Humans and their forebears have spent five million years perfecting one of the talents that make us most unique as a species ... the ability to walk upright. We evolved to walk on two legs. Our bodies are meant to walk, and our biology wants, even requires, us to walk.
But for the past century, we've been trying to do it as little as possible. It's come to the point where Canadian teenagers spend an average of eleven minutes walking per day.
Walking is so out of step with a life that values speed, efficiency and instant gratification that the word, "pedestrian," has come to mean dull, uninspired and unexciting.
But for all the big box malls ringing car-choked cities and ATV trails bringing noise and speed to more pastoral retreats, it seems that walking has come back in vogue. Walkable neighbourhoods are a cornerstone of current urban planning and they help drive real estate values up. People are moving back to the downtown cores of cities, where they can walk to do their shopping or get to work.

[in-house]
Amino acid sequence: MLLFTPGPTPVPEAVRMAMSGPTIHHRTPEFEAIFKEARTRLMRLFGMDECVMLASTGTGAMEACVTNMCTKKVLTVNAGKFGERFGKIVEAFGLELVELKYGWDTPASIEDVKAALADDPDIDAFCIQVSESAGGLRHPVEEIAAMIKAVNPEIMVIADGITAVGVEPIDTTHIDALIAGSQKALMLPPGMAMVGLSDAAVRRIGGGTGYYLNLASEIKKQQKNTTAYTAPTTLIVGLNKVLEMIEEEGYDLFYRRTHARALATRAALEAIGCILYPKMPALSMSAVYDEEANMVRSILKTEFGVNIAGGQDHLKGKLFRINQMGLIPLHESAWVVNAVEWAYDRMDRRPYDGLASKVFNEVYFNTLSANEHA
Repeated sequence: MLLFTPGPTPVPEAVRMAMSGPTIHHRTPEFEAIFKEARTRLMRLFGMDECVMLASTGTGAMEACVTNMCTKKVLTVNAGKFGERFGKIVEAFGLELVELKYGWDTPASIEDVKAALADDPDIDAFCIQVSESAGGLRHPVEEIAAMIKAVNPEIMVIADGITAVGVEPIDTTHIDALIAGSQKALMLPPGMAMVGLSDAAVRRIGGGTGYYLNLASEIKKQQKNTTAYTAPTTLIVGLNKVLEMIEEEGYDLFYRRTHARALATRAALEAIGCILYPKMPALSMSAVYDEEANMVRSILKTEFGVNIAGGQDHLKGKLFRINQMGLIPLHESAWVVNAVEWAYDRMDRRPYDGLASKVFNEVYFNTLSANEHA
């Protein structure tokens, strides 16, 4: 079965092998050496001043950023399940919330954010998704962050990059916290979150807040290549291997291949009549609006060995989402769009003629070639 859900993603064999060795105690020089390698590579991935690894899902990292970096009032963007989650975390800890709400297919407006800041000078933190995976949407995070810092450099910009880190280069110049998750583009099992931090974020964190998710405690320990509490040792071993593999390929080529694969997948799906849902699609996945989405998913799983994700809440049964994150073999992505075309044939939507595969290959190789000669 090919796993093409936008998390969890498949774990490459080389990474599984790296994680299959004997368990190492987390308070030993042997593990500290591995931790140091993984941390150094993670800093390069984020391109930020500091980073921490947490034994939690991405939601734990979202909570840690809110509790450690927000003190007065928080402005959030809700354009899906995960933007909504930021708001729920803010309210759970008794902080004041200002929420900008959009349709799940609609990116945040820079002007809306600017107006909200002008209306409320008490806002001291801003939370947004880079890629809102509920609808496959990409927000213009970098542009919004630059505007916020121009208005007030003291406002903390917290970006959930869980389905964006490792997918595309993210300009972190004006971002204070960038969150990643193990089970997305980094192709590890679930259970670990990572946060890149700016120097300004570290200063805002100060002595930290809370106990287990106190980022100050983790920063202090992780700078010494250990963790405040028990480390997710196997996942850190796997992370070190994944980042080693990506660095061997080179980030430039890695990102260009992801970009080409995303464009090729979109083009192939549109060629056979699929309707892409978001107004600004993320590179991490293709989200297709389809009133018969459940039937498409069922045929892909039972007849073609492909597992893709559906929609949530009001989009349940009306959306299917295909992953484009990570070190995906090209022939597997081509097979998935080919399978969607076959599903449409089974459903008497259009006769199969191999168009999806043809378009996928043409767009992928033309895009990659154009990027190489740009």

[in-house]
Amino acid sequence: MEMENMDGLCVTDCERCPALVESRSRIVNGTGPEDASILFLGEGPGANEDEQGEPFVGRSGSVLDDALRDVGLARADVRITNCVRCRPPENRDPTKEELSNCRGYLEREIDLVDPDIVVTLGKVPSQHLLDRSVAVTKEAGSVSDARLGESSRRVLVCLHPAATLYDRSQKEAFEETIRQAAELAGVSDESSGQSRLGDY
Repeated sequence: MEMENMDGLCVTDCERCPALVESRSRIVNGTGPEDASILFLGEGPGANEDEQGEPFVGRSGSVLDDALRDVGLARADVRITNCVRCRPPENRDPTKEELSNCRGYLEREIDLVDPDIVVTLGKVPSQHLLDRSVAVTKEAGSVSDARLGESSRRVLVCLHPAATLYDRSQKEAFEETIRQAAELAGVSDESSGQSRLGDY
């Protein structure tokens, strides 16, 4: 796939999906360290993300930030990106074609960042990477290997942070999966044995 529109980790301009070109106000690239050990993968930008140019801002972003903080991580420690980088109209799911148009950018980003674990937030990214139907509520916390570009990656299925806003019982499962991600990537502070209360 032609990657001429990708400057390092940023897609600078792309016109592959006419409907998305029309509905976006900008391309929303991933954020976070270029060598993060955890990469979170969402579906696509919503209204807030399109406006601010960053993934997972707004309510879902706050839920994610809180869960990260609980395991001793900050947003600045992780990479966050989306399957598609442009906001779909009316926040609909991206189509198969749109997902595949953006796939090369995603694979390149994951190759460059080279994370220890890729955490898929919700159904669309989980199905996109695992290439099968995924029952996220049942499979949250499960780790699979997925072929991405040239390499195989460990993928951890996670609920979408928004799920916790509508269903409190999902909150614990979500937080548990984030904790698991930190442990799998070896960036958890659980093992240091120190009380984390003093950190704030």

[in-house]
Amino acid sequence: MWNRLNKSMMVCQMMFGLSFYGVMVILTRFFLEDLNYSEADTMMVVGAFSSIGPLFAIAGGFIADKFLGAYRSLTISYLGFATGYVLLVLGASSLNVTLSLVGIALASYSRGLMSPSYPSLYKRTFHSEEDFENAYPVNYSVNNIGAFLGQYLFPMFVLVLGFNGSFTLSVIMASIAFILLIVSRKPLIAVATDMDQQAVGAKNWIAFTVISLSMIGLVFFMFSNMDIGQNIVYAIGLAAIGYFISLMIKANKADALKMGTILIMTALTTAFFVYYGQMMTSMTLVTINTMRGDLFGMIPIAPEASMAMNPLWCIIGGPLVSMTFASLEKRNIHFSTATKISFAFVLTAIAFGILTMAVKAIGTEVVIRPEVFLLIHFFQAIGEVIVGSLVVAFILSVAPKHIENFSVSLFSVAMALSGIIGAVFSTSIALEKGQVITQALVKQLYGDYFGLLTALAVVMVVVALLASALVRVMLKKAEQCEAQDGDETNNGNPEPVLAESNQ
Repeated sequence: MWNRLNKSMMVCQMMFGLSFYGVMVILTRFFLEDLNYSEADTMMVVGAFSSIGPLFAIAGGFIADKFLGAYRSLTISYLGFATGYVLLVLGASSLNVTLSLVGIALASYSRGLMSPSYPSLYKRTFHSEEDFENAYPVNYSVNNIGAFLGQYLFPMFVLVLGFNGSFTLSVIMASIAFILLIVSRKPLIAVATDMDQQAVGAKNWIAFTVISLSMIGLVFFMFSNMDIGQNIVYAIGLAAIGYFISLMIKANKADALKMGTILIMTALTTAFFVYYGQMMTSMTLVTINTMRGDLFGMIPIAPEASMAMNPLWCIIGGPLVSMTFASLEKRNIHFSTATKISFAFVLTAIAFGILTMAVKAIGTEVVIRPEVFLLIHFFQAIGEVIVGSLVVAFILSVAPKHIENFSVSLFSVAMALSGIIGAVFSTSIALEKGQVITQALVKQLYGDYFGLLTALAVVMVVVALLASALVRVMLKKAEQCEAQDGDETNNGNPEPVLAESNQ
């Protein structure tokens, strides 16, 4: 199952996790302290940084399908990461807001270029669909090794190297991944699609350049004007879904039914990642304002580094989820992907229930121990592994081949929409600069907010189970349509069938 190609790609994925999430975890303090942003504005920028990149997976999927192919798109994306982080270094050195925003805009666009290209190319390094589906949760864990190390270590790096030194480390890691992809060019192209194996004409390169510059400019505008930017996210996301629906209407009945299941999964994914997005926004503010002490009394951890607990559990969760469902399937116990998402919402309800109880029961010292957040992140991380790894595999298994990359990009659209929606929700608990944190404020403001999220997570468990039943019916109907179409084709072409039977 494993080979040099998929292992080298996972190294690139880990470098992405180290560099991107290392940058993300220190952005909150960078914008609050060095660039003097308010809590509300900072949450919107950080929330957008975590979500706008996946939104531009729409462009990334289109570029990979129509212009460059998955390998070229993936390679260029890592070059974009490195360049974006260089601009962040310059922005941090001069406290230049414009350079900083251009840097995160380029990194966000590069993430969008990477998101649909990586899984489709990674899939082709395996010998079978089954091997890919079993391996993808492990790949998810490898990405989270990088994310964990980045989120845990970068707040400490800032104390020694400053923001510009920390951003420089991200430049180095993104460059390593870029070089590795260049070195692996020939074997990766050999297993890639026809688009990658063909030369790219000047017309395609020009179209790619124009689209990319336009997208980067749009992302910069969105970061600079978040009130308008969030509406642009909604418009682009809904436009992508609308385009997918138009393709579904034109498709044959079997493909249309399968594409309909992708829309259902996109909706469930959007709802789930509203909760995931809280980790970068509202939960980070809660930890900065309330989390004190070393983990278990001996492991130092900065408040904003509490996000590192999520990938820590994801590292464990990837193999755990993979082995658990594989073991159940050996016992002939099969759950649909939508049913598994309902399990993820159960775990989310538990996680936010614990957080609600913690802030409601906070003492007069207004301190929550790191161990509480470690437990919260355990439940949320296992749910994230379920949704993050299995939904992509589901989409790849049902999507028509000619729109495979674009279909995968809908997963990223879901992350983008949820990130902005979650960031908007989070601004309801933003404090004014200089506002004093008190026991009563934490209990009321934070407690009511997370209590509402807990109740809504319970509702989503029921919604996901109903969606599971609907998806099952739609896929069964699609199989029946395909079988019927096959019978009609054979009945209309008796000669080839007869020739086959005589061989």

In this hour, a walking tour guide, an evolutionary biologist, a psychologist, a city planner and authors and journalists talk about how walking isn't just good for our bodies, it's good for our souls. It connects us to our surroundings, our humanity and to each other.
(AP Photo/Charles Rex Arbogast)